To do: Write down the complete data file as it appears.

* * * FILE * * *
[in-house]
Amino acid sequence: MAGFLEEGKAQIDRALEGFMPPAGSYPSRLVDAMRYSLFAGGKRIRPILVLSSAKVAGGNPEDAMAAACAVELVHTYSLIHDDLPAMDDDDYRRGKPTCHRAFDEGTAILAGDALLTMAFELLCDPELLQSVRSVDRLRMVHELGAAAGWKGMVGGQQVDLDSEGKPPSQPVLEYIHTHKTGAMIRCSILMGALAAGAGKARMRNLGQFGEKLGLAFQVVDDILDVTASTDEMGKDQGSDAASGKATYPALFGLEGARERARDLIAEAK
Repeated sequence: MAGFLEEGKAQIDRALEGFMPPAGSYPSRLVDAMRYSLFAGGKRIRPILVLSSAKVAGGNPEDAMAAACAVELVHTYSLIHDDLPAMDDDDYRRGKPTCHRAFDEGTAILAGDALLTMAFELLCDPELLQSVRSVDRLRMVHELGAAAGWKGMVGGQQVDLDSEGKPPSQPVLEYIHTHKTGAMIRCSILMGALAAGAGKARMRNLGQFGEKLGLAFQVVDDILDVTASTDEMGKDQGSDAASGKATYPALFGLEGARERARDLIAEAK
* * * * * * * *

[in-house]
Amino acid sequence: MAGFLEEGKAQIDRALEGFMPPAGSYPSRLVDAMRYSLFAGGKRIRPILVLSSAKVAGGNPEDAMAAACAVELVHTYSLIHDDLPAMDDDDYRRGKPTCHRAFDEGTAILAGDALLTMAFELLCDPELLQSVRSVDRLRMVHELGAAAGWKGMVGGQQVDLDSEGKPPSQPVLEYIHTHKTGAMIRCSILMGALAAGAGKARMRNLGQFGEKLGLAFQVVDDILDVTASTDEMGKDQGSDAASGKATYPALFGLEGARERARDLIAEAK
Repeated sequence: MAGFLEEGKAQIDRALEGFMPPAGSYPSRLVDAMRYSLFAGGKRIRPILVLSSAKVAGGNPEDAMAAACAVELVHTYSLIHDDLPAMDDDDYRRGKPTCHRAFDEGTAILAGDALLTMAFELLCDPELLQSVRSVDRLRMVHELGAAAGWKGMVGGQQVDLDSEGKPPSQPVLEYIHTHKTGAMIRCSILMGALAAGAGKARMRNLGQFGEKLGLAFQVVDDILDVTASTDEMGKDQGSDAASGKATYPALFGLEGARERARDLIAEAK